“What if I filed my taxes wrong?” “My tax preparer made a mistake, what can I do?” “Can I refile my taxes if I made a mistake?” If such issues are currently worrying you, you need to know that you are not alone.
Mistakes on tax returns aren’t at all unusual. Even tax preparers can goof. In the first eight months of 2021 alone, the IRS sent out 11 million math-error notifications concerning 2020 tax filings. That is a drastic increase from the estimated two million error messages sent in 2019.
What Happens if You Do Your Taxes Wrong?
If you find something wrong on your tax return, you can fix it, although you are liable for any extra taxes due and you might have to ante up a late payment penalty. The good news is that fixing tax return errors is pretty straightforward and can save you money, compared to the IRS finding the problem after you do. In fact, your tax preparer may cover the penalties if the error was their fault.
When Tax Preparers Makes a Mistake
You might have your tax return prepared by a certified public accountant or other professional. If there’s something wrong with the return, you are still responsible for any additional taxes and penalties.
Tax preparers often will pay penalties that result from a mistake they made (called indemnity payments). However, they won’t pay any additional taxes. Assuming responsibility for penalties on the part of tax preparers isn’t automatic. So, before you choose a tax preparer, review your tax return preparation agreement and find out what the policy is.
Fixing Tax Preparer Errors
If you find something wrong with your tax return and it means you owe more, the IRS says to file an amended return and pay as soon as you can to keep penalties to a minimum (generally, however.
You must file it within three years from the date you filed the original return, or within two years after you paid your taxes, whichever is later). If you file your taxes early and then file your amendment prior to the tax return due date, you can avoid interest and penalties on any taxes you may owe after the amendment.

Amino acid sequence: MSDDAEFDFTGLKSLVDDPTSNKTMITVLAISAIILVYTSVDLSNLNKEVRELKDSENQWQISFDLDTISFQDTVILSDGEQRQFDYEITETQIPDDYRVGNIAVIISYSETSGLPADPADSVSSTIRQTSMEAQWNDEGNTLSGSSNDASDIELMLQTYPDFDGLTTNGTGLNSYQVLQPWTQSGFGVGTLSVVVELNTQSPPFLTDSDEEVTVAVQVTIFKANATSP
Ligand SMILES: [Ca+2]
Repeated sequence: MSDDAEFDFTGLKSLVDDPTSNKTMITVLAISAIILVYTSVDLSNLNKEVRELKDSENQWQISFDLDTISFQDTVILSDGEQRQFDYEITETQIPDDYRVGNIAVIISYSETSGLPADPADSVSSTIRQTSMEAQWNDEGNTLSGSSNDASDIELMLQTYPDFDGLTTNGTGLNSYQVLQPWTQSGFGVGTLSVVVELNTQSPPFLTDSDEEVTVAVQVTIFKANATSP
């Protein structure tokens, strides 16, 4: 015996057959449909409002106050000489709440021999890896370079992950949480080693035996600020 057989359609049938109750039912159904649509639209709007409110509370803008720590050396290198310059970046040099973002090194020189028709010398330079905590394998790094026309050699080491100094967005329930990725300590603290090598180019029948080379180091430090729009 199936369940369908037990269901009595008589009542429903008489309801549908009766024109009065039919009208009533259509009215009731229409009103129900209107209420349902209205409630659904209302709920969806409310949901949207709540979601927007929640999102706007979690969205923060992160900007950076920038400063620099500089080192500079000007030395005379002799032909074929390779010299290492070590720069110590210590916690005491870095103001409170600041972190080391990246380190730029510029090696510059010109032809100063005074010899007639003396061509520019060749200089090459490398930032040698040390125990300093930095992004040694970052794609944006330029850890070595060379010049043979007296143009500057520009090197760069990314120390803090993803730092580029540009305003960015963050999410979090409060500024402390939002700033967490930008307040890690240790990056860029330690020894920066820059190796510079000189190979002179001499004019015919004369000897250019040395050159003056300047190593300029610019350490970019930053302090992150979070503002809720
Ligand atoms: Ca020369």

On the other hand, you might find that amending will get you some money back. If you are waiting on a refund based on the original return and you know the amendment will also result in a refund, hold off submitting the amended return until the refund check arrives.
Don’t put off filing an amended return for a refund too long, though. You can only amend to get a refund for three years after the original tax return due date.
Finding the Right Amendment Forms
You don’t use the same form for an amended return that you used when you originally filed. You can file an IRS Form 1040X, “Amended U.S. Individual Tax Return.”
The form is available on the IRS website and includes three columns: Column A is where you list the figures showing on the current return; Column C is where you show the corrected figures; and Column B is the difference between the figures in A and C. The back of the form (or the second page, if you're preparing it on or printing it from your computer) includes space for an explanation of the changes, if any.
You can use the Form 1040X not only to correct your tax returns, but also to make certain elections, change amounts previously adjusted, or make a claim for a carryback due to a loss or unused credit. If additional forms or schedules have to be revised, attach corrected versions to the 1040X. When you are amending because you owe additional taxes, send payment with the amended return.
Mistakes That Don't Require Amendment
When you do your taxes, you might forget to include some income, overlook a deduction or miss claiming a tax credit. These types of mistakes are likely to change the amount of tax you thought you owed Uncle Sam.
This means you either owe the Internal Revenue Service more money, or you are entitled to a bigger refund. You’ll need to file an amended return to fix these problems.
However, not every tax return mistake requires amending. If you simply got the math wrong or forgot to attach a schedule or form, the IRS will not require you to submit an amended return. Also, the IRS computers correct mathematical errors, so there may be no need to provide a missing form. If any action is required, the IRS will notify you.
Based in Atlanta, Georgia, W D Adkins has been writing professionally since 2008. He writes about business, personal finance and careers. Adkins holds master's degrees in history and sociology from Georgia State University. He became a member of the Society of Professional Journalists in 2009.